Valladao knew from the jump why she wanted the Speed Panchros: "We were moving quickly, so I needed something which would allow me to control the amount of bloom in the highlights by either stopping down or opening up." She adds that the lenses are versatile and can play “very clean” when needed, or “soft and poetic” in other moments, and that they carried a “whimsical” quality in line with the tone of the narrative. “In Dr. Anthony's office, there is a wide two-shot, where Donya and the doctor are framed in front of windows, which fill most of the frame. The Speed Panchros at a 2.8/4 split allowed me to hold detail in the windows without too much bloom. In our handheld exteriors following Donya at the wetlands, shooting wide open, I was able to lean into flairs and bloom. The Speed Panchros gave us just enough for the dreamlike quality we were after, without feeling like a complete departure.”
While black-and-white photography often features walls with unnatural-looking painted colors, shadows in corners that are darkened with black or gray paint, or lighting angles adjusted for maximum drama, Fremont avoids these typical production-design touches. Rather than “augmenting locations for the black-and-white, by bringing in a lot of aggressive back lights and edge lights to create separation,” Valladao worked closely with production designer Rob Riutta, costume designer Caroline Sebastian and hair and makeup department head Holly Ruth to focus their attention on texture and color. Their philosophy, the cinematographer says, was not “to imagine black-and-white as an absence of color, but to think about it as a heightened sense of texture and a heightened sense of space. We leaned on that a lot, rather than doing it on the lighting side — which gave us the more naturalistic look we were going for.”
Because the filmmakers captured the footage in color, “there was room to make those adjustments in post,” Valladao says. “After extensive testing, using saturated red and yellow light and various colors in the frame, we decided that any benefits outweighed the consequence of having the actors in a potentially distracting environment. We did make color choices in production design, wardrobe and makeup based on these tests, sometimes using a red shirt in place of a black shirt, or a neon-yellow wardrobe piece instead of white, because we liked the way the color registered better — but nothing that seemed too strange to the eye." Capturing the footage in color also meant that a series of black-and-white LUTs would be necessary for on-set playback, dailies and editing. Skin tones were Valladao’s primary focus when shooting camera tests to create these LUTs.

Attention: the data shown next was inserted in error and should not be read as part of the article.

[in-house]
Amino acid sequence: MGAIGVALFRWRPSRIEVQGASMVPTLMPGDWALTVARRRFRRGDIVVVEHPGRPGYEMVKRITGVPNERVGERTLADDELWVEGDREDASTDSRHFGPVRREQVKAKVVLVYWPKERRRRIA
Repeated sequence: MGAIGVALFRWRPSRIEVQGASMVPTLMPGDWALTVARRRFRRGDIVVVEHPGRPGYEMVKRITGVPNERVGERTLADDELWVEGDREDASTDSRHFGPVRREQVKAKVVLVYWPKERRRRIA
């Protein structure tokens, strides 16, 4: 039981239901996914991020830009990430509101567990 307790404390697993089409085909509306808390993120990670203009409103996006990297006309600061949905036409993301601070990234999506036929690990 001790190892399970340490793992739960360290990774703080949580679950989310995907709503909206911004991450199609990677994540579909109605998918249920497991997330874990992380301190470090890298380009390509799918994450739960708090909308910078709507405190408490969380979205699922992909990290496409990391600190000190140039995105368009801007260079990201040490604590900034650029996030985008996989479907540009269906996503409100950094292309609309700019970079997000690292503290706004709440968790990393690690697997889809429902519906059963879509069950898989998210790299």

“The LUTs we used were based on the way a handful of different medium-format Ilford film stock ASAs treated highlights and latitude," Valladao continues. These were "not scientifically based on these stocks," she notes, but by what she observed when creating them. "The LUT inspired by Ilford's 400 ASA was the default used in most circumstances. It allowed us to keep the Alexa rated at 800, while giving us the highlight roll-off and latitude we liked."
Once picture locked, colorist Mikey Rossiter helped Valladao push these LUTs to their creative limits. “He added some halation that really emphasized the highlights and almost luminous quality in the skin tones,” the cinematographer says. “This film has so many different people with so many different faces and so many different skin tones. It was really important that we got the black-and-white correct, and that was something that Mikey really leaned into with the color as well.”
Camera: Alexa Mini
Lenses: Cooke Speed Panchros
Fremont premiered at the 2023 Sundance Film Festival and is set to screen at the 2023 SXSW Film Festival.